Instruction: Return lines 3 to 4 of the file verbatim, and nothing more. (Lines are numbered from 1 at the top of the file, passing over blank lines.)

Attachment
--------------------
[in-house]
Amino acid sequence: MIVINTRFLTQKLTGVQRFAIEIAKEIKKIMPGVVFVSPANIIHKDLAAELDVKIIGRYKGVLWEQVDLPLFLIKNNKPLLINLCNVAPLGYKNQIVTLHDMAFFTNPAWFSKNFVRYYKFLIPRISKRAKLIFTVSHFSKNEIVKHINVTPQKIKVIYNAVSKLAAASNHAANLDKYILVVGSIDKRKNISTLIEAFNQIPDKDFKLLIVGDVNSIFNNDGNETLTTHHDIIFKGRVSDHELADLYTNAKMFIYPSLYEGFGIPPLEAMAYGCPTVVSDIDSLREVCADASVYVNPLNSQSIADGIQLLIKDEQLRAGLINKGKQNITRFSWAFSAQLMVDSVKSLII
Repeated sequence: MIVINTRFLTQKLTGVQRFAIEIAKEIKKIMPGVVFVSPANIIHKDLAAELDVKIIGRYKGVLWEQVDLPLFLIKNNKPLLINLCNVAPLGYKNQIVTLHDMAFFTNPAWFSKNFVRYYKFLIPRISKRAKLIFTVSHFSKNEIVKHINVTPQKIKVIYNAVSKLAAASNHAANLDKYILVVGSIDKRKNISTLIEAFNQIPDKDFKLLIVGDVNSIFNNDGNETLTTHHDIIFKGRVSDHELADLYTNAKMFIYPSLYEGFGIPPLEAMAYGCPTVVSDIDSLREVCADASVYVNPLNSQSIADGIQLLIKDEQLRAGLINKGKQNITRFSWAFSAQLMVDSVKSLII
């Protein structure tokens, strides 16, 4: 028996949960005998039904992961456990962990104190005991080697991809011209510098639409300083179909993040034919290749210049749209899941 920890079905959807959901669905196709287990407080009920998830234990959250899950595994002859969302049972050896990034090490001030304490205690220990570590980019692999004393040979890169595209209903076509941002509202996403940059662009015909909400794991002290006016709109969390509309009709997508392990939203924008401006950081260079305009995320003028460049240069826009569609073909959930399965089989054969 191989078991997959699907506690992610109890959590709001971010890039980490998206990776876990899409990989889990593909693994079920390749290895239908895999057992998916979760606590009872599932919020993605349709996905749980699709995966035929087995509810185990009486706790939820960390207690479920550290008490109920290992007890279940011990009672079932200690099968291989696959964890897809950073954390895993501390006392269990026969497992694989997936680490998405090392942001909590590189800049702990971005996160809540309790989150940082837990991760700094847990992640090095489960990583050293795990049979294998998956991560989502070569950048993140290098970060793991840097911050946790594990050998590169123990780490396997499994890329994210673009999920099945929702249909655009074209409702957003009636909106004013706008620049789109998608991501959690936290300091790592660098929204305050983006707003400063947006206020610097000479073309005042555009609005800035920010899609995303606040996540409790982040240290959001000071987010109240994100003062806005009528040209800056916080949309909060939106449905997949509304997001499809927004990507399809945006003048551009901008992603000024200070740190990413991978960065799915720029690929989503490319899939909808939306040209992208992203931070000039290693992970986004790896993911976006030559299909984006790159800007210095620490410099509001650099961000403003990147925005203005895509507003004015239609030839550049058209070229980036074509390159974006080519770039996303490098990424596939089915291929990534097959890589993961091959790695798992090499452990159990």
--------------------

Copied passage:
Repeated sequence: MIVINTRFLTQKLTGVQRFAIEIAKEIKKIMPGVVFVSPANIIHKDLAAELDVKIIGRYKGVLWEQVDLPLFLIKNNKPLLINLCNVAPLGYKNQIVTLHDMAFFTNPAWFSKNFVRYYKFLIPRISKRAKLIFTVSHFSKNEIVKHINVTPQKIKVIYNAVSKLAAASNHAANLDKYILVVGSIDKRKNISTLIEAFNQIPDKDFKLLIVGDVNSIFNNDGNETLTTHHDIIFKGRVSDHELADLYTNAKMFIYPSLYEGFGIPPLEAMAYGCPTVVSDIDSLREVCADASVYVNPLNSQSIADGIQLLIKDEQLRAGLINKGKQNITRFSWAFSAQLMVDSVKSLII
């Protein structure tokens, strides 16, 4: 028996949960005998039904992961456990962990104190005991080697991809011209510098639409300083179909993040034919290749210049749209899941 920890079905959807959901669905196709287990407080009920998830234990959250899950595994002859969302049972050896990034090490001030304490205690220990570590980019692999004393040979890169595209209903076509941002509202996403940059662009015909909400794991002290006016709109969390509309009709997508392990939203924008401006950081260079305009995320003028460049240069826009569609073909959930399965089989054969 191989078991997959699907506690992610109890959590709001971010890039980490998206990776876990899409990989889990593909693994079920390749290895239908895999057992998916979760606590009872599932919020993605349709996905749980699709995966035929087995509810185990009486706790939820960390207690479920550290008490109920290992007890279940011990009672079932200690099968291989696959964890897809950073954390895993501390006392269990026969497992694989997936680490998405090392942001909590590189800049702990971005996160809540309790989150940082837990991760700094847990992640090095489960990583050293795990049979294998998956991560989502070569950048993140290098970060793991840097911050946790594990050998590169123990780490396997499994890329994210673009999920099945929702249909655009074209409702957003009636909106004013706008620049789109998608991501959690936290300091790592660098929204305050983006707003400063947006206020610097000479073309005042555009609005800035920010899609995303606040996540409790982040240290959001000071987010109240994100003062806005009528040209800056916080949309909060939106449905997949509304997001499809927004990507399809945006003048551009901008992603000024200070740190990413991978960065799915720029690929989503490319899939909808939306040209992208992203931070000039290693992970986004790896993911976006030559299909984006790159800007210095620490410099509001650099961000403003990147925005203005895509507003004015239609030839550049058209070229980036074509390159974006080519770039996303490098990424596939089915291929990534097959890589993961091959790695798992090499452990159990």